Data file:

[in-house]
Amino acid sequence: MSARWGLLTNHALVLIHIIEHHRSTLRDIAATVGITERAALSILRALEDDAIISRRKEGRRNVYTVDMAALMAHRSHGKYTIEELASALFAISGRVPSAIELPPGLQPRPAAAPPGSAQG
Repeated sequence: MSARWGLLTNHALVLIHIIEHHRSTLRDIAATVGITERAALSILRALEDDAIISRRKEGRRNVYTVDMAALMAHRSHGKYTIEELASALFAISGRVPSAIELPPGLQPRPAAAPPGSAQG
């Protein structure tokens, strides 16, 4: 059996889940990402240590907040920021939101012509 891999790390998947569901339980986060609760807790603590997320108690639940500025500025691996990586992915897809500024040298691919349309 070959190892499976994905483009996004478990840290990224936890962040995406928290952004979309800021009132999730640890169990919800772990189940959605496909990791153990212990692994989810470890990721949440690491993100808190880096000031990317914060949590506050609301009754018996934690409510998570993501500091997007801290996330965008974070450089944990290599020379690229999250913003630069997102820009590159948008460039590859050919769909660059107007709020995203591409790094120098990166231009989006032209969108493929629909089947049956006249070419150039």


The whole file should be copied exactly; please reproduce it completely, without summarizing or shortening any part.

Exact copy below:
[in-house]
Amino acid sequence: MSARWGLLTNHALVLIHIIEHHRSTLRDIAATVGITERAALSILRALEDDAIISRRKEGRRNVYTVDMAALMAHRSHGKYTIEELASALFAISGRVPSAIELPPGLQPRPAAAPPGSAQG
Repeated sequence: MSARWGLLTNHALVLIHIIEHHRSTLRDIAATVGITERAALSILRALEDDAIISRRKEGRRNVYTVDMAALMAHRSHGKYTIEELASALFAISGRVPSAIELPPGLQPRPAAAPPGSAQG
């Protein structure tokens, strides 16, 4: 059996889940990402240590907040920021939101012509 891999790390998947569901339980986060609760807790603590997320108690639940500025500025691996990586992915897809500024040298691919349309 070959190892499976994905483009996004478990840290990224936890962040995406928290952004979309800021009132999730640890169990919800772990189940959605496909990791153990212990692994989810470890990721949440690491993100808190880096000031990317914060949590506050609301009754018996934690409510998570993501500091997007801290996330965008974070450089944990290599020379690229999250913003630069997102820009590159948008460039590859050919769909660059107007709020995203591409790094120098990166231009989006032209969108493929629909089947049956006249070419150039």